The 3rd District of the Wisconsin Court of Appeals on Wednesday stayed a lower court ruling, which held that laws passed and appointments made during the December lame-duck session were unconstitutional, thereby reinstating the some of the laws.
The court, in granting the stay, found that plaintiffs’ likelihood of success on appeal and irreparable injury that could result from blocking “potentially valid legislation and appointments” were underestimated because there was “more than a ‘mere possibility'” that the plaintiffs would prevail on appeal and that “people of a state always suffer a form of irreparable harm any time statutes enacted by their representatives are enjoined.” However, the court refused to decide upon whether the laws should be granted a presumption of constitutionality in deciding to grant the stay.
The day after the ruling, Governor Tony Evers gave 67 of the 82 appointees their jobs back.
Assembly Speaker Robin Vos and Senate Majority Leader Scott Fitzgerald released a joint statement praising the court’s decision:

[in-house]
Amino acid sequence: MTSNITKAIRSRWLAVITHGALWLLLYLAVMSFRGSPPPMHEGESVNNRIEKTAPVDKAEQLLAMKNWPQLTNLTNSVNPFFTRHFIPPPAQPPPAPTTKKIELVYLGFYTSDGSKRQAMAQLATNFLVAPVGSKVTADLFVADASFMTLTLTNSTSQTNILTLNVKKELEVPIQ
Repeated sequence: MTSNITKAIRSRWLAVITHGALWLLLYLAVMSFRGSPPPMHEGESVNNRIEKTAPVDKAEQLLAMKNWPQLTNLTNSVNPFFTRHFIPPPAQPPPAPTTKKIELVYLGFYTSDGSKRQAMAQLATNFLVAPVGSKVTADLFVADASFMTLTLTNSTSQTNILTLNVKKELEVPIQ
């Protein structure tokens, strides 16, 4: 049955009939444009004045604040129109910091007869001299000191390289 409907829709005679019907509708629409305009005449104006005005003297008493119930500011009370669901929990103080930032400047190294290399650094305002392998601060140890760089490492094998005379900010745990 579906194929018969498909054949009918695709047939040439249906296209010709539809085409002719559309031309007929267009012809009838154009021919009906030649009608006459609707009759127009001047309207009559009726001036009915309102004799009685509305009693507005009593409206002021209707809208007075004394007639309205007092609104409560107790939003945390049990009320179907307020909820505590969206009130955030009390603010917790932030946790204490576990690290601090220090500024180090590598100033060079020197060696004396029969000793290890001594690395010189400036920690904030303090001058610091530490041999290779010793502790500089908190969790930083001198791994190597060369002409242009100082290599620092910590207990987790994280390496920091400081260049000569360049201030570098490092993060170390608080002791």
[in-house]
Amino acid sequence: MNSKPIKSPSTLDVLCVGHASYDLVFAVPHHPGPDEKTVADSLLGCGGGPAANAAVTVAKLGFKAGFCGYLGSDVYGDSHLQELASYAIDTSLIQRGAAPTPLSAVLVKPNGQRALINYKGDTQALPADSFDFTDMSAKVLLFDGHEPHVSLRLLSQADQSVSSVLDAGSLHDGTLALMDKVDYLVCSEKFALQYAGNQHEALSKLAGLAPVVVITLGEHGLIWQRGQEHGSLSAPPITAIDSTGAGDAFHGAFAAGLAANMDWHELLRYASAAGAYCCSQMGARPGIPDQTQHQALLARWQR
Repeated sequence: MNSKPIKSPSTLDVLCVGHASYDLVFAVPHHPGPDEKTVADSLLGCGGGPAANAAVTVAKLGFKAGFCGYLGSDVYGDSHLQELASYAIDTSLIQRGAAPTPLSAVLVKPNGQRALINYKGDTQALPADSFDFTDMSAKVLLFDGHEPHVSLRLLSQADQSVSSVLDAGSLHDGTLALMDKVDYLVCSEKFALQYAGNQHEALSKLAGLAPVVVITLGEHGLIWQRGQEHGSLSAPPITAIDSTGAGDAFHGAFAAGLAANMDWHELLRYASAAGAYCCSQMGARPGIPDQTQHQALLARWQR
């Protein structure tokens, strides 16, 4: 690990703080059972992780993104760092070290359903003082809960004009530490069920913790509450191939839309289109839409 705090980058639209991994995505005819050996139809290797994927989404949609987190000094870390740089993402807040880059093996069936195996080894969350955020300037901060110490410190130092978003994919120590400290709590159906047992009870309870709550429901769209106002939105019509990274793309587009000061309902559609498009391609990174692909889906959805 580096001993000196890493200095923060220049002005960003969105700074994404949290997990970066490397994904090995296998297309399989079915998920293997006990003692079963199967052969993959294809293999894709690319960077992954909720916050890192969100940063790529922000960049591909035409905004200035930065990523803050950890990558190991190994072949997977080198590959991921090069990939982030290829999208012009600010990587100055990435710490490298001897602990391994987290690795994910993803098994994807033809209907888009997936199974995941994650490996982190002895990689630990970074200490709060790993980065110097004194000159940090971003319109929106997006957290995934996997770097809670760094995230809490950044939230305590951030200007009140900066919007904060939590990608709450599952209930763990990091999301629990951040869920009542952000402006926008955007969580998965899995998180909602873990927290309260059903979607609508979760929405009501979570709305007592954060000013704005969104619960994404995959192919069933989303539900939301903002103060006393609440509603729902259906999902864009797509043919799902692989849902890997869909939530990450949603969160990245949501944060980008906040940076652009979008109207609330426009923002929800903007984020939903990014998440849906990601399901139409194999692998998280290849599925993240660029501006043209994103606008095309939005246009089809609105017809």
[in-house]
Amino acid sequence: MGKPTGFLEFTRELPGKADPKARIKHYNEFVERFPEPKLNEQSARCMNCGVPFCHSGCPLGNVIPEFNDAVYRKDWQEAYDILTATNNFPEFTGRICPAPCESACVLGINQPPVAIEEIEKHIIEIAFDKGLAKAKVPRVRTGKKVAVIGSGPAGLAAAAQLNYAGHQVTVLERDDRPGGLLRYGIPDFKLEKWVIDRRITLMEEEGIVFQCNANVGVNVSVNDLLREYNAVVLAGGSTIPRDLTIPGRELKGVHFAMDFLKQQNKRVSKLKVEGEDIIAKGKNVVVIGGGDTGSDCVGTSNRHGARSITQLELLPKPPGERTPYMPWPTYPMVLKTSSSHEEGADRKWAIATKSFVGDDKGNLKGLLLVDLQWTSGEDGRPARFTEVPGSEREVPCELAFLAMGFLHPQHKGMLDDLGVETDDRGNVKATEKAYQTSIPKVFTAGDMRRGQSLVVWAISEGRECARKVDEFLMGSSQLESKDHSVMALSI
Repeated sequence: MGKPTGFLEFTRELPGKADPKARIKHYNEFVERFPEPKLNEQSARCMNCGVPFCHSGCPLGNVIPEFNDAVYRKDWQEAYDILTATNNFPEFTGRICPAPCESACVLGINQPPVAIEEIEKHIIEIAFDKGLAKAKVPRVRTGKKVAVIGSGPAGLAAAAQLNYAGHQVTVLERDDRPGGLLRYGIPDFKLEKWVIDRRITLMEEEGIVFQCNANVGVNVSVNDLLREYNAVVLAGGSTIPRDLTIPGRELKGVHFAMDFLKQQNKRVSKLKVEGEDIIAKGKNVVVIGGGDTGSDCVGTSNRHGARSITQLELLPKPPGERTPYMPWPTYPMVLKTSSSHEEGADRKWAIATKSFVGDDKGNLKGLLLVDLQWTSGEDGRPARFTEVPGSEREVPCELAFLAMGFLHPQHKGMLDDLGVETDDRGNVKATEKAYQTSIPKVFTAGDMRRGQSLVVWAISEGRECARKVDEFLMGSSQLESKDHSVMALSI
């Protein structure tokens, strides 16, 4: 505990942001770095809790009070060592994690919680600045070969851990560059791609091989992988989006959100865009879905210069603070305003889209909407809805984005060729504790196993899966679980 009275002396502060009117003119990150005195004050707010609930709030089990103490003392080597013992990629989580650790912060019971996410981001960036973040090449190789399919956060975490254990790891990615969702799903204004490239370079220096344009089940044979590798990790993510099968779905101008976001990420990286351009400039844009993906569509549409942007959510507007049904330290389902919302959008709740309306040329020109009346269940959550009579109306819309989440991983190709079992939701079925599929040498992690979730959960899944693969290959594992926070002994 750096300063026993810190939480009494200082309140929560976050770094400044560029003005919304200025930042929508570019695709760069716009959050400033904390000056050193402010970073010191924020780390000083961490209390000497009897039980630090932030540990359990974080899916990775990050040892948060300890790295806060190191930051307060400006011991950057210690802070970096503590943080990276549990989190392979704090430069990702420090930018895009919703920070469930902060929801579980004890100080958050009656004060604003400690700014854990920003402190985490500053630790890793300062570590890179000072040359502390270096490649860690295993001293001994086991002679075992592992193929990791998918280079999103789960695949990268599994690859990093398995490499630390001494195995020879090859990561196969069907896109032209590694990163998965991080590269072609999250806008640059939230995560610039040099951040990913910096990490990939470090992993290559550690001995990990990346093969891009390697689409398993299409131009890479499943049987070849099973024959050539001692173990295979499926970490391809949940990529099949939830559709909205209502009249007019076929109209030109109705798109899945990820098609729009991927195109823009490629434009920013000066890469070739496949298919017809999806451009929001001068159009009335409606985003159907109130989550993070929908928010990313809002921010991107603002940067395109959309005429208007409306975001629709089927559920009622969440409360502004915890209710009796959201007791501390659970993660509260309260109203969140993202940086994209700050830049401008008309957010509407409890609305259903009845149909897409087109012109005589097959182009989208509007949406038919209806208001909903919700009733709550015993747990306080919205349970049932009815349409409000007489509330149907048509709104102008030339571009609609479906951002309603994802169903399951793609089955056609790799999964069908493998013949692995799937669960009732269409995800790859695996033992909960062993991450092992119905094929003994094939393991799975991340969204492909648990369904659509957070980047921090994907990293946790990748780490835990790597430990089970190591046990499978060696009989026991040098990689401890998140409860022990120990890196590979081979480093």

Last week’s circuit court ruling created a constitutional crisis—established law says that the court cannot tell the Legislature how to set its rules. [T]he rule of law has prevailed. Independent judges have put a Dane County ruling on hold that was based on politics, not the law. A judge should not violate the Legislature’s basic ability to convene when its duly elected members call a session day.
Earlier in March, Dane County Circuit Court Judge Richard Niess had granted the temporary injunction on the laws passed during a special session of the legislature, which sought to limit powers of the state’s incoming governor, concluding that the “extraordinary session” was procedurally unlawful and prohibited under the state constitution. The decision led to three bills being unenforceable and 82 appointments being vacated. A day before this ruling, another judge, Judge Frank Remington of the Dane County Circuit Court in Wisconsin granted an injunction against some of the laws passed during the lame-duck session, finding them unconstitutional. This injunction, despite Wednesday’s ruling, remains in place; however, an appeal is likely to follow.
In January a federal judge blocked a law passing during the lame-duck session that would place limitations on early voting, finding that the “challenged provisions … clearly inconsistent with the injunctions” issued regarding similar restrictive voting laws in 2016. In February the Democratic Party of Wisconsin filed a federal lawsuit claiming that the laws passed during the session violates the US Constitution Guarantee Clause, which guarantees every state the right to a republican form of government.